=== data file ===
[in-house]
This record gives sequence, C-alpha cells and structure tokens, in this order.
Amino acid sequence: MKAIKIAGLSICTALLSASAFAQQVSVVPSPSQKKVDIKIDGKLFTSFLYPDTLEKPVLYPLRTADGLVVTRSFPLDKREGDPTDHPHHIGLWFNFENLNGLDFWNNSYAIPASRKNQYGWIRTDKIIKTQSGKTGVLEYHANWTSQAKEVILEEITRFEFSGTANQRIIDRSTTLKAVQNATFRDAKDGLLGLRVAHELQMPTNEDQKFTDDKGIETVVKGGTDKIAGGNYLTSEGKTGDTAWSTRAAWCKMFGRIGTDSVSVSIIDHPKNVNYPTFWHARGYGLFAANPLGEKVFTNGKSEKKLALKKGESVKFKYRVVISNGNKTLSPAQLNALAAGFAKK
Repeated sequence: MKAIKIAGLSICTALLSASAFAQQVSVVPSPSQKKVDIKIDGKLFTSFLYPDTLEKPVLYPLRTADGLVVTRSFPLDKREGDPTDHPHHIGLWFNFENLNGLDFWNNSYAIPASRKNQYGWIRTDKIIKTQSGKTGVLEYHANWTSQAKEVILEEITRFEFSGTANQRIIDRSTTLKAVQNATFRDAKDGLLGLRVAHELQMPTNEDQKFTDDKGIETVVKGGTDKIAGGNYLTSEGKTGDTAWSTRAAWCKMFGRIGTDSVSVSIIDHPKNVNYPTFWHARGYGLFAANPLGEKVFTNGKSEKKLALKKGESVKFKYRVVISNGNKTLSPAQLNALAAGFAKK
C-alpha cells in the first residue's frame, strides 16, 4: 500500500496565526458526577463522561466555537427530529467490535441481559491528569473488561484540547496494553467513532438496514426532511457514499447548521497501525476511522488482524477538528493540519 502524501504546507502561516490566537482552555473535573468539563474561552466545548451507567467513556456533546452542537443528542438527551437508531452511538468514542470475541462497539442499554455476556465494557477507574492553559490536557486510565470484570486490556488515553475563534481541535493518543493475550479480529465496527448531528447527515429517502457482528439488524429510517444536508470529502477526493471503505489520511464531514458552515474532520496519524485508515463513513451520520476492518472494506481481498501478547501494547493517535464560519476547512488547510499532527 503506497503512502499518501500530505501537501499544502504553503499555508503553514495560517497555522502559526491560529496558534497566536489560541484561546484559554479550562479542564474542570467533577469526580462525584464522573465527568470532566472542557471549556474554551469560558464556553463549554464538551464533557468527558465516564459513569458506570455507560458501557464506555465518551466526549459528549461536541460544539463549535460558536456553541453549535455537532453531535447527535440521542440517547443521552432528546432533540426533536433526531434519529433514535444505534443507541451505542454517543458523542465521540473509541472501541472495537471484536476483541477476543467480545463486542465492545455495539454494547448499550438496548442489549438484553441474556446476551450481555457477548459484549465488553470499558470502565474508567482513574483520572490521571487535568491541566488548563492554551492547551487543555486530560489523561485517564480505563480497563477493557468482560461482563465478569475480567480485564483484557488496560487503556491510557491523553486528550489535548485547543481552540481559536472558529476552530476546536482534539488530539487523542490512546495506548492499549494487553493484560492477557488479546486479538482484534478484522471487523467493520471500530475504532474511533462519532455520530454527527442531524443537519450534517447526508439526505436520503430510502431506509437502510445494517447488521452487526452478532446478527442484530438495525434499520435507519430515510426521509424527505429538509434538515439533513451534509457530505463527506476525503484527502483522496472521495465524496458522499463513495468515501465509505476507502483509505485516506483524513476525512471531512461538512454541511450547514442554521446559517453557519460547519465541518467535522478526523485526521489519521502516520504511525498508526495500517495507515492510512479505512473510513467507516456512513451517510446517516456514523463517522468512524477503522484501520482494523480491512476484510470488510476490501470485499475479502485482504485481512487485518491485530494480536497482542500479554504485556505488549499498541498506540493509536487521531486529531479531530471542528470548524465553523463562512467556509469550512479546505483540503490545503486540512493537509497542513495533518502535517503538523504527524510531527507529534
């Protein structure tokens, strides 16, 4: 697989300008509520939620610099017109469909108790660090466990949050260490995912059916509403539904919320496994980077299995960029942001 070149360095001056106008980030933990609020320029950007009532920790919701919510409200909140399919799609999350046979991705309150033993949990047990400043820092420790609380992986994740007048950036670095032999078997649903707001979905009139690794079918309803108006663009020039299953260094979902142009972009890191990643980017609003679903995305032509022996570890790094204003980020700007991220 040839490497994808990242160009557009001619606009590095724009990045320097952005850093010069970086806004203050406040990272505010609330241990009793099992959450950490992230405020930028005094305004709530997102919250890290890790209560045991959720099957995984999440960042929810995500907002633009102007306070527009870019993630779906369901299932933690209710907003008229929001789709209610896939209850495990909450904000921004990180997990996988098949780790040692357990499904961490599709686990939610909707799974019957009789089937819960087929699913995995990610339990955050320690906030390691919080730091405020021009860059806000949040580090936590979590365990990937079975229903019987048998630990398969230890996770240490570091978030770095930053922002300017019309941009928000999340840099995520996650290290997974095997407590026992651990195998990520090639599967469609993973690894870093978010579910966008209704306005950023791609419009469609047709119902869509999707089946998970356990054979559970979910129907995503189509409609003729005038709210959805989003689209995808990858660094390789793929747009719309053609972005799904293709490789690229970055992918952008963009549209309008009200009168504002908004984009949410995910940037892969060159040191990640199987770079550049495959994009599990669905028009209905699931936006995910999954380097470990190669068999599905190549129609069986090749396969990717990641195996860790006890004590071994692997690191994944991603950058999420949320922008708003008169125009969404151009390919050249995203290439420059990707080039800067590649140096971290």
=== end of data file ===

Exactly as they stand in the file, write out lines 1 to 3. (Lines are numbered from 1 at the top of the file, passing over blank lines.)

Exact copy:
[in-house]
This record gives sequence, C-alpha cells and structure tokens, in this order.
Amino acid sequence: MKAIKIAGLSICTALLSASAFAQQVSVVPSPSQKKVDIKIDGKLFTSFLYPDTLEKPVLYPLRTADGLVVTRSFPLDKREGDPTDHPHHIGLWFNFENLNGLDFWNNSYAIPASRKNQYGWIRTDKIIKTQSGKTGVLEYHANWTSQAKEVILEEITRFEFSGTANQRIIDRSTTLKAVQNATFRDAKDGLLGLRVAHELQMPTNEDQKFTDDKGIETVVKGGTDKIAGGNYLTSEGKTGDTAWSTRAAWCKMFGRIGTDSVSVSIIDHPKNVNYPTFWHARGYGLFAANPLGEKVFTNGKSEKKLALKKGESVKFKYRVVISNGNKTLSPAQLNALAAGFAKK